Solheim captain for 2013: Mallon or Inkster?

By Randall MellJanuary 25, 2012, 1:00 am

Meg Mallon or Juli Inkster?

Barring a stunning turn of events, one of those two will be the next U.S. Solheim Cup captain when the Americans meet the Europeans at Colorado Golf Club in the fall of 2013.

The LPGA will announce the new U.S. captain on Thursday at 9 a.m. ET from the PGA Merchandise Show in Orlando, Fla.

Neither Mallon nor Inkster immediately returned calls to GolfChannel.com seeking comment Tuesday.

Mallon, Inkster and Dottie Pepper are far and above the most qualified candidates, but Pepper alienated some American Solheim Cup leaders with critical comments she made toward the American team when she believed she was off the air during her analyst duties at the 2007 Solheim Cup. Pepper also has said her NBC and Golf Channel broadcast duties would make the role difficult at this stage of her television career.

Mallon, 48, is an 18-time LPGA winner with four major championship titles. She announced her retirement in the summer of 2010. She served as assistant Solheim Cup captain to Beth Daniel in 2009 at Rich Harvest Farms. She played on eight U.S. Solheim Cup teams, five of them winners, sporting a 13-9-7 career record in the matches.

Inkster, 51, is an LPGA Hall of Famer with 31 LPGA titles and seven major championships. She was an assistant captain who also played last year for Rosie Jones in Ireland. Inkster has made a record nine U.S. Solheim Cup teams, five of them winners. She sports a 15-12-7 career record in the matches. No American has scored more points (18 1/2) in Solheim Cup history than Inkster.

With Mallon retired, it makes sense that she would get her chance sooner, rather than later. If she isn’t selected this time around, she’ll be five years into retirement the next time she gets a chance.

Inkster made the last American Solheim Cup team on points. She’s still an active player and highly competitive, but Inkster is also battling a serious elbow injury that could threaten her ability to compete regularly this next season.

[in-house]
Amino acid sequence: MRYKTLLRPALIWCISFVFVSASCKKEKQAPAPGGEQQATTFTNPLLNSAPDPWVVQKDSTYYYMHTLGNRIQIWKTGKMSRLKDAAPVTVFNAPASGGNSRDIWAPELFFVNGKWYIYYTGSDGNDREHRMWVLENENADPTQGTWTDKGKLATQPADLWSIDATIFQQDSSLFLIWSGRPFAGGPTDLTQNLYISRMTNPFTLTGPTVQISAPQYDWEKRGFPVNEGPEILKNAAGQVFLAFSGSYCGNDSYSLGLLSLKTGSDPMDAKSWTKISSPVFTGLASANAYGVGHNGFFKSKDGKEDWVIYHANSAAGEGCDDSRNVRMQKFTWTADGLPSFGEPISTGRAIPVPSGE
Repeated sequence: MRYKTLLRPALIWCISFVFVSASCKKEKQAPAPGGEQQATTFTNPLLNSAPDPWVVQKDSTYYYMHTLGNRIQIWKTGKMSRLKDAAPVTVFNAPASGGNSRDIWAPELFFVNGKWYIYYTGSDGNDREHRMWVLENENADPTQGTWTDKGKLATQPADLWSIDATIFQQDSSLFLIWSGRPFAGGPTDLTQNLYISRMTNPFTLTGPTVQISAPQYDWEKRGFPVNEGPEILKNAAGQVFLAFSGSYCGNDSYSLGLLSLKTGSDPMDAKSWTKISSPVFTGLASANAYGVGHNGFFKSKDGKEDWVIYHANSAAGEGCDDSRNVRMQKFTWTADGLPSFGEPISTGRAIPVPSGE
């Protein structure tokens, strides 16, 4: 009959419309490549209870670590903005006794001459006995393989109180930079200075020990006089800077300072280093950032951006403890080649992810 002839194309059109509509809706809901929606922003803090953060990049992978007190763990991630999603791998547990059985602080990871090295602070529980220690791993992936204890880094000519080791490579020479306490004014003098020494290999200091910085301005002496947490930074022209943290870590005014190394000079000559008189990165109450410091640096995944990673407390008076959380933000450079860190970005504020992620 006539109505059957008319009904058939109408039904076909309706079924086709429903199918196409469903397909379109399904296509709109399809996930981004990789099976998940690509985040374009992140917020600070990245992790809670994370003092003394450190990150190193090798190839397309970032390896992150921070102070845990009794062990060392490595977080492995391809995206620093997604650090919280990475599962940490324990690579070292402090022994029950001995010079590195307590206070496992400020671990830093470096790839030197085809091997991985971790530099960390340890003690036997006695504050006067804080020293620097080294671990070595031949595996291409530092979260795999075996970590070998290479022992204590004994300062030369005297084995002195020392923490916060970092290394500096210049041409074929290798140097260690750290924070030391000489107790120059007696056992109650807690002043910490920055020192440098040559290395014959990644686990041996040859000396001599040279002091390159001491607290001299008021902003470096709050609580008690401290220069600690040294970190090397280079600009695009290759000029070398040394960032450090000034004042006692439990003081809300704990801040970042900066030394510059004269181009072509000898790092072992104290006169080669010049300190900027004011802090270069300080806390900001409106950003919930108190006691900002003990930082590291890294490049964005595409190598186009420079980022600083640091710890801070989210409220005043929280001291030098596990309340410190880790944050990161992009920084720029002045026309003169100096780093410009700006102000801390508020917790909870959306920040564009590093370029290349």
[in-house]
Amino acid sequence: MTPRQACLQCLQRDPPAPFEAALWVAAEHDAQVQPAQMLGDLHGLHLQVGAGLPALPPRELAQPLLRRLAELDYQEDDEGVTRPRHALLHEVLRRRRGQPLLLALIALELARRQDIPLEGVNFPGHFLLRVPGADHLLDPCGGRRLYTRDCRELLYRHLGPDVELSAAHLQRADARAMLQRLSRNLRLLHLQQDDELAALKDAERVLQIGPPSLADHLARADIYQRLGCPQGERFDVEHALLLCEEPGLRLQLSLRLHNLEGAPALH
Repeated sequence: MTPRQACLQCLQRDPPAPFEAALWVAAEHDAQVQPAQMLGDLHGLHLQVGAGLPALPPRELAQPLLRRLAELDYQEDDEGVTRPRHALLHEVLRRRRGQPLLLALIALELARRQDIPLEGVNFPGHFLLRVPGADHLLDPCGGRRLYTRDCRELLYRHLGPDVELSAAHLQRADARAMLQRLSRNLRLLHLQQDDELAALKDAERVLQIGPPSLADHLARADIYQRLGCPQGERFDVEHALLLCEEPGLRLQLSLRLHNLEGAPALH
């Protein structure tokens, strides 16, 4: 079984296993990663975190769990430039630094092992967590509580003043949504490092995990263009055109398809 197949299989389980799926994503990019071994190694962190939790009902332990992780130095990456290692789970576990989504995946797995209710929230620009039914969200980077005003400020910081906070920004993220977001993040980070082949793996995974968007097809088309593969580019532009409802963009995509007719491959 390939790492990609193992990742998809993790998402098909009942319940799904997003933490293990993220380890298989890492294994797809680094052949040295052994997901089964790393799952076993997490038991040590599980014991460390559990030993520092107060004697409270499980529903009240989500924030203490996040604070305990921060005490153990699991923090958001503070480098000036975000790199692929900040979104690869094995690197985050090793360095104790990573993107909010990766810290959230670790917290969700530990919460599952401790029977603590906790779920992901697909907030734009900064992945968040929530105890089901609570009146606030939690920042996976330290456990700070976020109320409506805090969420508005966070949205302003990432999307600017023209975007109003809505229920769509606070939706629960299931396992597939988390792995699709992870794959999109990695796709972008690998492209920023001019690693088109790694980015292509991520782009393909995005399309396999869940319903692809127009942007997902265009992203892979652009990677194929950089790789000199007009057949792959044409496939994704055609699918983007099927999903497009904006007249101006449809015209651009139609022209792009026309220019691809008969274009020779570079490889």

The American Solheim Cup committee that makes the choice is made up of LPGA commissioner Mike Whan, former American Solheim Cup captains and members of the Solheim family.

LPGA insiders believe this is likely a case where Mallon and Inkster are pretty much assured being captains of the next two Solheim Cup teams, with the committee having to decide who best fits what is required to be a home captain vs. an away captain.

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Day's wife shares emotional story of miscarriage

By Golf Channel DigitalDecember 12, 2017, 4:12 pm

Jason Day’s wife revealed on social media that the couple had a miscarriage last month.

Ellie Day, who announced her pregnancy on Nov. 4, posted an emotional note on Instagram that she lost the baby on Thanksgiving.

“I found out the baby had no heartbeat anymore. I was devastated,” she wrote. “I snuck out the back door of my doctor, a hot, sobbing, mascara-covered mess. Two and a half weeks went by witih me battling my heart and brain about what was happening in my body, wondering why this wouldn’t just be over.”

The Days, who have two children, Dash and Lucy, decided to go public to help others who have suffered similar heartbreak.

“I hope you know you aren’t alone and I hope you feel God wrap his arms around you when you feel the depths of sorrow and loss,” she wrote.  

Newsmaker of the Year: No. 5, Sergio Garcia

By Golf Channel DigitalDecember 12, 2017, 1:00 pm

This was the year it finally happened for Sergio Garcia.

The one-time teen phenom, known for years as “El Nino,” entered the Masters as he had dozens of majors beforehand – shouldered with the burden of being the best player without a major.

Garcia was 0-for-72 driving down Magnolia Lane in April, but after a thrilling final round and sudden-death victory over Justin Rose, the Spaniard at long last captured his elusive first major title.

The expectation for years was that Garcia might land his white whale on a British links course, or perhaps at a U.S. Open where his elite ball-striking might shine. Instead it was on the storied back nine at Augusta National that he came alive, chasing down Rose thanks in part to a memorable approach on No. 15 that hit the pin and led to an eagle.